We had been warned that the training was going to be miserable and the weather the previous two weeks appeared to support that. It had been bitterly cold, dipping to single digits and the area had received 15-20 inches of snow. However, the preceding four days were as warm as 65 and all the snow was gone by Saturday. The day ended up being in the upper 40’s, low 50’s but a pretty good thunderstorm kept things interesting.
Members who were teaching classes that day began arriving 1100 to 1200 hrs and a security checkpoint was setup to greet the day’s attendees. When the training finally kicked off at 1330, 24 people were in attendance including three new people, two members from the 1st/7th, three members from the 3rd/2nd, and two instructors from Illinois.
After formation and an intelligence brief, we filed off to the classroom where multiple tables of gear and winter survival equipment were on display. The first instructor walked us all through the various kinds of things that are almost a necessity when serving in winter conditions.
Next we received a class on camp security and overall situational awareness followed by a class on water purification. Members were going to be tested on each of these skills later in the patrol.
Following those classes, members stepped outside to see another instructor’s examples of emergency shelters using basic equipment such as a poncho and emergency foil blankets. Members were taught how to use the paracord they should have in their 1st and 2nd line gear to rig up temporary shelters to keep them warm and dry.
Following that field trip, we sauntered back to the classroom for further instruction on wild edible foods. A cornucopia of wild plants had been gathered and was passed around to show members exactly what can be eaten when hungry and on the move. Various parts of each plant were discussed, showing which parts to eat and which to avoid.
After the edible plants class, members were briefed on personal hygiene in the field. Keeping oneself clean, warm, dry are critical to surviving outside or on a mission.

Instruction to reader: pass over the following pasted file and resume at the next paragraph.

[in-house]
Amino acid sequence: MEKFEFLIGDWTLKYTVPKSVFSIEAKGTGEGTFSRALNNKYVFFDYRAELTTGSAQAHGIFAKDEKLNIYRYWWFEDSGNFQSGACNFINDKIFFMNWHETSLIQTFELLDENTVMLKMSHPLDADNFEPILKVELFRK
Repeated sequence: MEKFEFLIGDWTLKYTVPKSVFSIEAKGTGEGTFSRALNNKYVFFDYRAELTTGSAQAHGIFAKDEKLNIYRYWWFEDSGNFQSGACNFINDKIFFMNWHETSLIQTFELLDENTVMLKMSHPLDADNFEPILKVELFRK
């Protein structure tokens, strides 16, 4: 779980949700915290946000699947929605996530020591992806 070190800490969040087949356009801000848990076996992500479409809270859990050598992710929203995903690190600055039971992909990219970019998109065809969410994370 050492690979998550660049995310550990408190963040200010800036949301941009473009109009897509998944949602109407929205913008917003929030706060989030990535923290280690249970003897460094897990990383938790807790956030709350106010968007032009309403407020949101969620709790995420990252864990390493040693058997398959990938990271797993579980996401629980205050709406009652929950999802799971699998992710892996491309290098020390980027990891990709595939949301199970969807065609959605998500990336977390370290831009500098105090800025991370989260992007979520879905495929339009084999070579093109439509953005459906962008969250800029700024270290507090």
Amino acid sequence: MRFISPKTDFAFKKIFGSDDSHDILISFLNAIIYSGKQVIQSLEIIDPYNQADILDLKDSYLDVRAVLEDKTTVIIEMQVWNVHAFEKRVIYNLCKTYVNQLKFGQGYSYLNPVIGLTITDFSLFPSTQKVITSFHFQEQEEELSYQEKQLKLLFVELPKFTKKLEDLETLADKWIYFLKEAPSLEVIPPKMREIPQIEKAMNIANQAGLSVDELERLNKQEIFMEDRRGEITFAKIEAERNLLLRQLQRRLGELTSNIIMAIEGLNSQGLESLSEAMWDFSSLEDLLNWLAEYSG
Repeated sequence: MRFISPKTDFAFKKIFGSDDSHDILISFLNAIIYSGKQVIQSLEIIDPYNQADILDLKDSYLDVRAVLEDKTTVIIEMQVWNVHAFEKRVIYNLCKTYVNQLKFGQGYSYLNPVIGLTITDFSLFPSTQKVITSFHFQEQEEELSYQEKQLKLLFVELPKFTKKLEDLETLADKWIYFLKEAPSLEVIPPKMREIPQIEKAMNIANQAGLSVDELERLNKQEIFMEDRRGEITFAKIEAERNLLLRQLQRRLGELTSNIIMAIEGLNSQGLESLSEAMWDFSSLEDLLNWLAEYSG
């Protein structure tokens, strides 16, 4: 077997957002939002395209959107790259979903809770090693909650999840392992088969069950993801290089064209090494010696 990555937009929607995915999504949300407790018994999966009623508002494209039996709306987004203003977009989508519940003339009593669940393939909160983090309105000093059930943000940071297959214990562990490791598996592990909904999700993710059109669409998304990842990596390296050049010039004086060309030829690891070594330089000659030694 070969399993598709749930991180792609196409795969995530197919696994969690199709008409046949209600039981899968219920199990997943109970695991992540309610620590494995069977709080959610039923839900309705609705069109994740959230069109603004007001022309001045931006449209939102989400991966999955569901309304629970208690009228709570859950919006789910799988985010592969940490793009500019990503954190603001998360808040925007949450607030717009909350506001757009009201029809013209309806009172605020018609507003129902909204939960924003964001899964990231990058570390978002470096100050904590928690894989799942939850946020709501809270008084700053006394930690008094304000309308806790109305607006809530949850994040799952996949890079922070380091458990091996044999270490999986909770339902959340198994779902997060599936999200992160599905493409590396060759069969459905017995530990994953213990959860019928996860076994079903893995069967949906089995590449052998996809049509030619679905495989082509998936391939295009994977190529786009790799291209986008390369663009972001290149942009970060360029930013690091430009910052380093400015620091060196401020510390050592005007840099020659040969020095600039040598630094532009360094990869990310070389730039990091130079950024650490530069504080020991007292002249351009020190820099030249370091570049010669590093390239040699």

The thunderstorm mentioned above was about to roll in, so the hygiene class was shortened so that members could go back outside one more time. This time we were instructed on how to make snares and trap small game in the wild in an emergency situation. Members constructed their own snares with readily accessible material found in hobby stores. The simplicity of the snares was a surprise to some students. Luckily this class ended right as the rain came down hard. We made it back to the classroom right as it got very, very wet.
After one has caught some wild game, what do you do with it? We were next shown how to clean and prepare small game. A volunteer who had never cleaned and prepared an animal went through the process, getting hands on experience. The rest of the class watched with interest as the procedure was completed in less than five minutes.
This concluded the classroom instruction and it was time to put some of these skills into action on the night patrol. After a hasty warning order, members were given about 30 minutes to get their gear out, get prepped and ready to roll. With the large group, there were two squads organized and participants were assigned to positions in fire-teams which would maximize learning opportunities. Buddy teams were also assigned since we’d be operating in the dark.
The patrol specifically focused on filtering water at a specific rally point. Here, the various fire-teams and squads took turn utilizing their filters while others provided security. Buddy teams were rotated through until everyone had a chance to experiment with their system of cleaning water. It was crucial that water be obtained at this rally point because all canteens were emptied prior to beginning the patrol.